Tip #3: Proper forward/back seat position

Most assault bikes will let you adjust the seat forward or backward. The ideal forward/back position for the seat on an assault bike is slightly more complicated than a traditional bike because of the added arm motion. For the arms, the best position should be where the elbow is slightly bent when your trunk is in a slight forward lean and the handle is furthest away from you. For the legs, it should be where you can draw a line straight down from the front of the knee to the center of the pedal when your foot is on the pedal and the pedal is at the furthest point forward.

If you’re lucky, the ideal forward/back seat position is the same for the arms and the legs. The higher end assault bikes have different handle positions so you don’t have to make tradeoffs. If you can only choose one, I’d go with the ideal seat position for the arms. 

Tip #4: No movement of the trunk

Twisting, side-to-side, and forward/back motion of your torso should be avoided while exercising on the air bike. Even though you may be able to generate more force with your arms and legs with these motions, it comes at a cost of increased back strain. Keep your trunk still and your core muscles engaged to protect your back and to create a stable platform for your arms and legs to work. 

Tip #5: No flaring of the arms and legs 

Flaring is when your elbows and knees bow out to the sides during movement. This is common out of habit or to avoid discomfort from fully working the muscles. Flaring should be avoided for two reasons. First, it puts additional stress on your joints, which could result in pain and injury. Second, it doesn’t allow the muscles to work effectively, which means sub-optimal performance gains. To avoid injuries and optimize gains, keep your elbows aligned with your wrists and your knees aligned with your feet while cranking it out on the assault bike.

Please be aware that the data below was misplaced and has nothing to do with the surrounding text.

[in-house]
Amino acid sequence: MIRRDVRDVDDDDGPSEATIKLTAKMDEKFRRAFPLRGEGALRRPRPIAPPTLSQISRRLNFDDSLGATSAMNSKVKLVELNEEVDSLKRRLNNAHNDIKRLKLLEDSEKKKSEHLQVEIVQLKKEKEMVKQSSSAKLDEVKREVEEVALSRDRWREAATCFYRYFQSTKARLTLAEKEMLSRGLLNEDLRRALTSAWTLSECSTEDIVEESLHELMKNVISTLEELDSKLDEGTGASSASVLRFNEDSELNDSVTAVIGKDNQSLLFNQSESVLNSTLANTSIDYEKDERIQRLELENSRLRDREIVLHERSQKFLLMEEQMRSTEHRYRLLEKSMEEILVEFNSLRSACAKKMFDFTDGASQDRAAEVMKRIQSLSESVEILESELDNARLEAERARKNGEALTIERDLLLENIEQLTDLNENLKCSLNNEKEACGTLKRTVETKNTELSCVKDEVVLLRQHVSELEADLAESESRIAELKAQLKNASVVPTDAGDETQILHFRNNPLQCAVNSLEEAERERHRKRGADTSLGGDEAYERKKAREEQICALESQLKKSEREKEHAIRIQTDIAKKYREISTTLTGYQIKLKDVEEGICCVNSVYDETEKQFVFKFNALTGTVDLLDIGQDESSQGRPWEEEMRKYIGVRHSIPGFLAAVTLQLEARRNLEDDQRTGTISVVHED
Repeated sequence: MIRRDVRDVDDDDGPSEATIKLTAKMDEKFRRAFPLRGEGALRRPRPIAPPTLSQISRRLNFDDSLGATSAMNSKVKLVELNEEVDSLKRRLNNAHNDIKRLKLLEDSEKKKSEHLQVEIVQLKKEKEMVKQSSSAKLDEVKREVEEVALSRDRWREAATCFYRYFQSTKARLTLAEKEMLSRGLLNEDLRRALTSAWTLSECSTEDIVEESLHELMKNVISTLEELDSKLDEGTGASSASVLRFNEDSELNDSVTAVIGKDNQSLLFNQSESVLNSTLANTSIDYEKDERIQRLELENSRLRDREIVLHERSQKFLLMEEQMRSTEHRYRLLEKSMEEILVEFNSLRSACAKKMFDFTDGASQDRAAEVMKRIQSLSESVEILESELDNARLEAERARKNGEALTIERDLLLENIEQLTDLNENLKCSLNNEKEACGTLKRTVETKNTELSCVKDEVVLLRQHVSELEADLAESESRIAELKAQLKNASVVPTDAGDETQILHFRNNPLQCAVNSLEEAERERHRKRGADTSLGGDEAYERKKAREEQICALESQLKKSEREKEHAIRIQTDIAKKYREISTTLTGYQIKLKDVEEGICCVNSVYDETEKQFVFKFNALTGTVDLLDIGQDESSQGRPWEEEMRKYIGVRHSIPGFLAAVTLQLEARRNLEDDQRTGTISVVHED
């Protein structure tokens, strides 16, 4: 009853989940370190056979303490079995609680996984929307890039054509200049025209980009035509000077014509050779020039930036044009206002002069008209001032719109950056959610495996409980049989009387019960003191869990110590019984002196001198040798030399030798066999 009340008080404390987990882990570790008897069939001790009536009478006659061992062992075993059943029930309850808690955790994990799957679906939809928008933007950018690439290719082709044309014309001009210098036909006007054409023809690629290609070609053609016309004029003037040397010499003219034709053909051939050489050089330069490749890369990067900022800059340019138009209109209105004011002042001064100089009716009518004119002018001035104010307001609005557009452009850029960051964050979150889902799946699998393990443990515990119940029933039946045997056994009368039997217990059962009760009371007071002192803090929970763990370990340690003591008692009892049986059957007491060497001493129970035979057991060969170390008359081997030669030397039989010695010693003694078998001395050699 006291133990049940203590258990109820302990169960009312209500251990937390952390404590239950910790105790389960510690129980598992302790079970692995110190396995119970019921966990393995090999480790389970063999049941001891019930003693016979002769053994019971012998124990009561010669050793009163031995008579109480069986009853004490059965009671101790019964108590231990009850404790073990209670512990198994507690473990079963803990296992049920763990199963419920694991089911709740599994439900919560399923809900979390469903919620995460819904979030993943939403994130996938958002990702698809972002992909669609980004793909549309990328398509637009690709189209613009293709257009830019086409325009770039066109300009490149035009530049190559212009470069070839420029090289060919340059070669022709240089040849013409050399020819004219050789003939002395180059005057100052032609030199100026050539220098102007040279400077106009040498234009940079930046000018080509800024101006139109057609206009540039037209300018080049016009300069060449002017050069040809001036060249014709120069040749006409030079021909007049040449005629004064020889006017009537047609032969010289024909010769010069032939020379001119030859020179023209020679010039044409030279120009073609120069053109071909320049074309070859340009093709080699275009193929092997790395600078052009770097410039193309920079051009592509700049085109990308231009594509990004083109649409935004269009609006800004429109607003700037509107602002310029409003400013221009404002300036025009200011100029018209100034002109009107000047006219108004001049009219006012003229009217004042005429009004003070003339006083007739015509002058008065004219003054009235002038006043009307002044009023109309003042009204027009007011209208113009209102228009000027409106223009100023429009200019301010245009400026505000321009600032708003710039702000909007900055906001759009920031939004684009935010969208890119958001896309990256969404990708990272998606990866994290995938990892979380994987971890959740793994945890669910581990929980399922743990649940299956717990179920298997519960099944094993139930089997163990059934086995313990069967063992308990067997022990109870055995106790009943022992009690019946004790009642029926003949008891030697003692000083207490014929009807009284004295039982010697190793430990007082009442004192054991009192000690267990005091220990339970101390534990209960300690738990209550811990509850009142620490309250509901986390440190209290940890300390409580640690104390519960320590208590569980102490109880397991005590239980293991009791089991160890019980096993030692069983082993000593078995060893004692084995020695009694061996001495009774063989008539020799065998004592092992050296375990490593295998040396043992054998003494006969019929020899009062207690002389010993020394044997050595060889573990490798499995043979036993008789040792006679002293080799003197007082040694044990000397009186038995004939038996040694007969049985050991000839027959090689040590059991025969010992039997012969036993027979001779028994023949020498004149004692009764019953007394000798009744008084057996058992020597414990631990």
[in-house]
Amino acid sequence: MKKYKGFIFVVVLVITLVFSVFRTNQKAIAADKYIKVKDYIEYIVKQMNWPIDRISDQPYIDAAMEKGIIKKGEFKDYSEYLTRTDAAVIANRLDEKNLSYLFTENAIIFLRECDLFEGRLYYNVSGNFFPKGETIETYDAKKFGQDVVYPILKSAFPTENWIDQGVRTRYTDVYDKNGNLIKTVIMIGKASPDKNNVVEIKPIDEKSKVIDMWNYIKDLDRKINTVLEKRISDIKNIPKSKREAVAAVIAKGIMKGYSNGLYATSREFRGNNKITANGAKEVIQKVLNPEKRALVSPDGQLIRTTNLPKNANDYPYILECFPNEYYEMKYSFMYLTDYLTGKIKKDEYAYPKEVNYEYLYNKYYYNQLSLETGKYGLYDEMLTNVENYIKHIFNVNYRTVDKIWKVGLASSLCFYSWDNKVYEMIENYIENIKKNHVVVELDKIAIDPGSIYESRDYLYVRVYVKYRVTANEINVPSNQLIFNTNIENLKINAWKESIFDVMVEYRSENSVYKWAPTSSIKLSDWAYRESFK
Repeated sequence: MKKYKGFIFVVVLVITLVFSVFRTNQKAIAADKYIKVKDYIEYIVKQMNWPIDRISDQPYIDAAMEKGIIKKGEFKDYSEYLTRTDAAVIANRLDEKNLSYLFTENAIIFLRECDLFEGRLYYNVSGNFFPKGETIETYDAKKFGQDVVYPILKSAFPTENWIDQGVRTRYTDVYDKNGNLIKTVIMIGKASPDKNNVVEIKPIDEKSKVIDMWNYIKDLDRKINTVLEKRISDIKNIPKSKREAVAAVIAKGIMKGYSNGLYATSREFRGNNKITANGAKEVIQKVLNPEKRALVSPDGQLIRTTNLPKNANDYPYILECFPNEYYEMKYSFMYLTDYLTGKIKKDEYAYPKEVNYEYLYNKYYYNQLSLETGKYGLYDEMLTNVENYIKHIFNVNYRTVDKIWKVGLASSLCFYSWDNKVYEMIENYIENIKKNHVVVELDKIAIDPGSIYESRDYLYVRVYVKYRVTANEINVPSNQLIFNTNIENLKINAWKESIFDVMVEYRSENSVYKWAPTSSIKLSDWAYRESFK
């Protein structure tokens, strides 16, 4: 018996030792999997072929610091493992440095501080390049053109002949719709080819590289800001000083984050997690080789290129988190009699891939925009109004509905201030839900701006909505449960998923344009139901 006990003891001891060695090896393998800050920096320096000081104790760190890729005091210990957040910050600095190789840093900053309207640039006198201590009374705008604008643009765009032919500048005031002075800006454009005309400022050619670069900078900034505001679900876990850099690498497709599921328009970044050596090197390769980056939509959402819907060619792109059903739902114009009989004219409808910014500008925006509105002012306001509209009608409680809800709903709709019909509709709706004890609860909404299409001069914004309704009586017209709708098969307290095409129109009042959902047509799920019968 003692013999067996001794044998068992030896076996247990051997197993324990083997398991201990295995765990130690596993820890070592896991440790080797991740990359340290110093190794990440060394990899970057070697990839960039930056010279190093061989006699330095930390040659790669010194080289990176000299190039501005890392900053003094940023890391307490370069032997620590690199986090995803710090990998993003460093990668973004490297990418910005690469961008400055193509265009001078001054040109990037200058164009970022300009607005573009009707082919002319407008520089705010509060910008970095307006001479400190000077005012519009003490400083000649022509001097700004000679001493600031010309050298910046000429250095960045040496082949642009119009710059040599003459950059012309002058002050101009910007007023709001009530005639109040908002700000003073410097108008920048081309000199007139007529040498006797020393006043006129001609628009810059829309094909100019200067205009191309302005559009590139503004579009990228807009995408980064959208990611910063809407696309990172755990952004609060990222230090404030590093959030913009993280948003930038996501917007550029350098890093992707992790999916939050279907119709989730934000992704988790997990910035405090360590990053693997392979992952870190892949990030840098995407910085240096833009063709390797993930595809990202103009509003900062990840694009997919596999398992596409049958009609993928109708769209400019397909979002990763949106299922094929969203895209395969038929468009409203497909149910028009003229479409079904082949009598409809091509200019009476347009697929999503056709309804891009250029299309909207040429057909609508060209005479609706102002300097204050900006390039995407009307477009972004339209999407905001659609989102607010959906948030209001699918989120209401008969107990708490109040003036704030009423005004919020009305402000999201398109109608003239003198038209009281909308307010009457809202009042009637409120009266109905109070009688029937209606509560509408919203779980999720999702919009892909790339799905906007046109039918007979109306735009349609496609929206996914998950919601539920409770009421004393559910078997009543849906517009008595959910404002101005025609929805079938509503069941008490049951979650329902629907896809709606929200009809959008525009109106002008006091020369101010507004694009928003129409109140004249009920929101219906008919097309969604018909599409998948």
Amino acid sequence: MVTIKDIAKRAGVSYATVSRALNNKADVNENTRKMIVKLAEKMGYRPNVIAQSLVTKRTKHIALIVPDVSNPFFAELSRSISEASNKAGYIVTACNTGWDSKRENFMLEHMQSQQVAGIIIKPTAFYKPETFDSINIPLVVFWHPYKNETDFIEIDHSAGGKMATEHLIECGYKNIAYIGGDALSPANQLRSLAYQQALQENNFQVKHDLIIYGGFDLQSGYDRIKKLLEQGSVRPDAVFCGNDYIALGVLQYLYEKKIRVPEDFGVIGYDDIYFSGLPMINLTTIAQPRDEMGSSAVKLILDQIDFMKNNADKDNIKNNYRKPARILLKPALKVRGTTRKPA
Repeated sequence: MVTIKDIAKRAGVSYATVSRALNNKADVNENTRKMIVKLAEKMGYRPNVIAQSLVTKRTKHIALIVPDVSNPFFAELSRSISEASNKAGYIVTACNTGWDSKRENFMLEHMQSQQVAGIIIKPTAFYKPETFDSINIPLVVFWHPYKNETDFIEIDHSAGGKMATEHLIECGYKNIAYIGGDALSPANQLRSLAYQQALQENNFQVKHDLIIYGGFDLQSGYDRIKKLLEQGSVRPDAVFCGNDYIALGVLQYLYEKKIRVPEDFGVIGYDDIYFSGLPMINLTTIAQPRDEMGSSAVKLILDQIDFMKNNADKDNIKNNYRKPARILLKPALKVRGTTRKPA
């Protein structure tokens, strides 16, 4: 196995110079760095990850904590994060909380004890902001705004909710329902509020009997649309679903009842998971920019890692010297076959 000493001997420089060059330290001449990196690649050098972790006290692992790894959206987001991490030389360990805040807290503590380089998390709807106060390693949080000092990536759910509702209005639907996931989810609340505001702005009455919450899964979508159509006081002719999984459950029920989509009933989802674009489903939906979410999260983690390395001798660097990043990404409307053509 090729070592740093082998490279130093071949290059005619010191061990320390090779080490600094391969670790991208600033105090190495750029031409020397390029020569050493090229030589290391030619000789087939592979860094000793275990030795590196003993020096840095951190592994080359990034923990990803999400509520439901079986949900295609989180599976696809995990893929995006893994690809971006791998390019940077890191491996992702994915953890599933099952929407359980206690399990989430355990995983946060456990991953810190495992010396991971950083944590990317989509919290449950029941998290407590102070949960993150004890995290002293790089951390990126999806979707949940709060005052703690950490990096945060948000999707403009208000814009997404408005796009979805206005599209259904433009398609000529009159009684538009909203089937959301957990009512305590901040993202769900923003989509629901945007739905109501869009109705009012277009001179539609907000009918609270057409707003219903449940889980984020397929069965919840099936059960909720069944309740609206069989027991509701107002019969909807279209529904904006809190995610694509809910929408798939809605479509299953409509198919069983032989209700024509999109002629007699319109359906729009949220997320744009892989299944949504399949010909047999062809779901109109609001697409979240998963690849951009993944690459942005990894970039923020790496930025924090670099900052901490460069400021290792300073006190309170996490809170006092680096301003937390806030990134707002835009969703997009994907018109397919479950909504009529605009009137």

Tip #6: Equal effort with pushing, pulling, pedaling 

Pushing, pulling, and pedaling should be given equal effort unless your goal is to isolate the arms or legs. I find that most people tend to focus more of their effort on the legs out of habit. Give equal effort to the arms and you’ll get a better workout and burn more calories

Tip #7: Pedaling backwards

As a physical therapist, I’m constantly thinking about how to get neglected muscles to start working and familiar muscles working in different ways. Injury prevention, rehabilitation, and performance optimization often depends on it. Pedaling backwards on the assault bike is a practice that can do wonders for your body. Spend the first half of your workouts pedaling backwards and you’ll notice how quickly your muscles fatigue. 

5-Day Assault Bike Challenge

Empowered with this knowledge, you’ll be able to hop on any assault bike and confidently use it like a pro. What better way to put this knowledge to use than with a 5-day assault bike challenge? Over the next five days, your challenge is to get on an assault bike and apply what you learned on a 20-minute moderate or high intensity workout. Give it a try and let me know how you feel by emailing me at getfitguy@quickanddirtytips.com or leaving me a voicemail at 510-353-3104.

All content here is for informational purposes only. This content does not replace the professional judgment of your own health provider. Please consult a licensed health professional for all individual questions and issues.

About the Author

Dr. Jonathan Su, DPT, CSCS, TSAC-F, C-IAYT

Dr. Jonathan Su is the host of the Get-Fit Guy podcast. He is a physical therapist and fitness expert whose mission is to make fitness accessible for everyone. Dr. Su is a former U.S. Army officer responsible for injury prevention, rehabilitation, and performance optimization for soldiers in the field. He is also the author of the bestseller Six-Minute Fitness at 60+.

Got a question for Dr. Su? You can email him at getfitguy@quickanddirtytips.com or leave him a message at the Get-Fit Guy voicemail line at (510) 353-3104.